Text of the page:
End of the Year Time Savers for Secondary Teachers

End of the year tips to help teachers save time and sanity.
The end of the school year is quickly approaching. In fact, many teachers started their summer countdowns weeks ago! As the days slowly tick by and as summer begins to creep (ever, so slowly, it seems) in, there are several things you can do now that will save your time and sanity at the end of the year!
1. Stay Organized – We’ve all heard of senioritis, but have you heard of summer-teacheritis? It’s real. Right now it is so easy to let papers pile up, assignments go ungraded for days, and let the outbox accumulate more papers than the US Post Office. However, if you manage to stay organized now, you will save so much time during that last week of school.

Organization Checklist
-       grade any ungraded papers at by the end of the week
-       pass back graded papers on Monday
-       recycle (or file) papers that you will not use for the rest of the year
-       keep a “to grade” and a “graded folder” on your desk, and try to empty them as often as possible

End of the year tips to help teachers save time and sanity.
2. Don’t Grade Everything – Yes, students want to receive credit and acknowledgement for the work they’ve completed, but it is nearly impossible to grade every single assignment that students complete. Between homework, classwork, and assessments, you will drown in piles and piles of papers, which will only make your organization problem even worse.

           Prioritize Your Assignments
-       grade tests and quizzes
-       grade essays and large projects
-       spot check assignments
-       offer participation grades for small assignments
- grade together as a class

End of the year tips to help teachers save time and sanity.
3. Be Mindful of Assignment Due Dates – I was the worst at this my first couple years of teaching. I would assign my students a large essay and have it be due the day before I had to turn in my grades. I was up into the wee hours of the morning grading those essays. I didn’t just do this once either, I did it twice! Now I have fully learned my lesson. I have my students complete and turn in their large end-of-the-school-year assignments the week before grades are due. Not only does this give me more time to grade the assignments, but it also allows me to post grades earlier so that students can see what their final grade will most likely be.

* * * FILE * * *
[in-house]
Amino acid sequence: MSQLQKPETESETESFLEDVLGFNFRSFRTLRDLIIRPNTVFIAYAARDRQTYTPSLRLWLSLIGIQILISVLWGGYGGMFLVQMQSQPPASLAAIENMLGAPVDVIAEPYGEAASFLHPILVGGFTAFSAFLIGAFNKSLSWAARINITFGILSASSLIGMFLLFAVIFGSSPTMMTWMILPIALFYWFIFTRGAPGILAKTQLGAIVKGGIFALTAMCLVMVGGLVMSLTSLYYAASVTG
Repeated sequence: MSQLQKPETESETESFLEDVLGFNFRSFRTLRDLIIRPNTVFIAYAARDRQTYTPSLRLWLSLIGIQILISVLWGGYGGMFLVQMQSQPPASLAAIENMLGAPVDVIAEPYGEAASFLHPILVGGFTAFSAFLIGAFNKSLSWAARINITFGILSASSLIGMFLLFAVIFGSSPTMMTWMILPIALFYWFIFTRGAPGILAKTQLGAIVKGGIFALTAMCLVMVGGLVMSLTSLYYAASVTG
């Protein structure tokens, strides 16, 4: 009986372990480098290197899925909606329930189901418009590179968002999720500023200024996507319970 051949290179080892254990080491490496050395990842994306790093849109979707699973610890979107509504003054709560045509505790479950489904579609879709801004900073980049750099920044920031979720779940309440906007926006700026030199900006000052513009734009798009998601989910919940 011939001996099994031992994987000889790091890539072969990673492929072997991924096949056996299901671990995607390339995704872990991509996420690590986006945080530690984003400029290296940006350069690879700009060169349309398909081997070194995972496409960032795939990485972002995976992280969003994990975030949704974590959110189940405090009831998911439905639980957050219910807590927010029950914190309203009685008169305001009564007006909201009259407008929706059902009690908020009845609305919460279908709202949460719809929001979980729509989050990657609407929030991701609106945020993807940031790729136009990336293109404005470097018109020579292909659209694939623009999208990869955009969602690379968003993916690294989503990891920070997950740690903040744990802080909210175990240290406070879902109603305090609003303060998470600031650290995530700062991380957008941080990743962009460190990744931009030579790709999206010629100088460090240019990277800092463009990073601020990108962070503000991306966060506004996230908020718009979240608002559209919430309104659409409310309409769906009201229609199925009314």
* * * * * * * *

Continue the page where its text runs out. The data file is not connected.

If you are looking for fun and engaging end of the year activities to incorporate after your big projects are due, check out my End of the Year Activities Resource Packet!

End of the year tips to help teachers save time and sanity.
4. Don’t Be Afraid to Plan a Study Day – As long as this isn’t a habit, do not feel guilty about planning a study day for your students. In fact, if this is something you rarely do, your students will be very grateful for the extra study time. I like to plan two study days a year; each one is toward the end of the semester. I give my students a study guide for the exam, turn on some classical music, and allow them to write Cornell notes for the test (I will even count these as a participation grade to get more student buy-in if necessary). While they work on their notes, I alternate between grading large assignments and walking throughout the room. Everyone wins!


End of the year tips to help teachers save time and sanity.
5. Learn to Say “No” – I don't know why, but the end of the school year always seems to be the time when teachers receive so many requests. As teachers, we need to be able to know what we can and cannot do in the time we have. It is okay to say no. It is okay to say no to a colleague or administrator whom is asking you to fill an additional role. It is okay to say no to a parent who is just now asking for a list of all of the assignments his or her child missed that year. It is okay to say no to a students who is asking for additional assignments to bring up his/her grade. At the secondary level, students should be held accountable for their work throughout the entire semester, not just the last four days of the year.


So Much Content, So Little Time

Fifty-nine minutes. That is all of the time I have with my students each school day. Just fifty-nine minutes. In those fifty-nine minutes as a high school English teacher I am expected to teach my students how to read literally, figuratively, and analytically. I am expected to help my students increase their vocabularies and improve their grammar. I am expected to guide them through the writing process and help them become better writers. And then don’t forget about researching, citing, quoting, summarizing, paraphrasing, sentence combining, finding the theme, analyzing the theme, writing the theme, and well, you get the idea.